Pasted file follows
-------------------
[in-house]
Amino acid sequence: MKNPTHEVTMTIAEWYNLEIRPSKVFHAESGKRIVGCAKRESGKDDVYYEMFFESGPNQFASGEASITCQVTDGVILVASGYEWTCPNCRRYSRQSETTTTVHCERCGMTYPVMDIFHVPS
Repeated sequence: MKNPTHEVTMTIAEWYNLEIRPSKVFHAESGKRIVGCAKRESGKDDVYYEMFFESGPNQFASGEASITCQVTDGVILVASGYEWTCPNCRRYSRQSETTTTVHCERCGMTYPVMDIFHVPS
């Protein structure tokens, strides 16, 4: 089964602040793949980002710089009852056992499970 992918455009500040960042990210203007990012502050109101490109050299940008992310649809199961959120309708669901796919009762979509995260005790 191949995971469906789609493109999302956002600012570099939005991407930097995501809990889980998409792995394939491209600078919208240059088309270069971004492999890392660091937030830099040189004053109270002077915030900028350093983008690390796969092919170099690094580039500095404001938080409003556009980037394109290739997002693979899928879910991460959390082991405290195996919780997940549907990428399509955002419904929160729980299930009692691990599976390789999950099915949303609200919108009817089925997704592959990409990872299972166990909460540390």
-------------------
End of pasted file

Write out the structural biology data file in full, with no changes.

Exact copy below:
[in-house]
Amino acid sequence: MKNPTHEVTMTIAEWYNLEIRPSKVFHAESGKRIVGCAKRESGKDDVYYEMFFESGPNQFASGEASITCQVTDGVILVASGYEWTCPNCRRYSRQSETTTTVHCERCGMTYPVMDIFHVPS
Repeated sequence: MKNPTHEVTMTIAEWYNLEIRPSKVFHAESGKRIVGCAKRESGKDDVYYEMFFESGPNQFASGEASITCQVTDGVILVASGYEWTCPNCRRYSRQSETTTTVHCERCGMTYPVMDIFHVPS
């Protein structure tokens, strides 16, 4: 089964602040793949980002710089009852056992499970 992918455009500040960042990210203007990012502050109101490109050299940008992310649809199961959120309708669901796919009762979509995260005790 191949995971469906789609493109999302956002600012570099939005991407930097995501809990889980998409792995394939491209600078919208240059088309270069971004492999890392660091937030830099040189004053109270002077915030900028350093983008690390796969092919170099690094580039500095404001938080409003556009980037394109290739997002693979899928879910991460959390082991405290195996919780997940549907990428399509955002419904929160729980299930009692691990599976390789999950099915949303609200919108009817089925997704592959990409990872299972166990909460540390």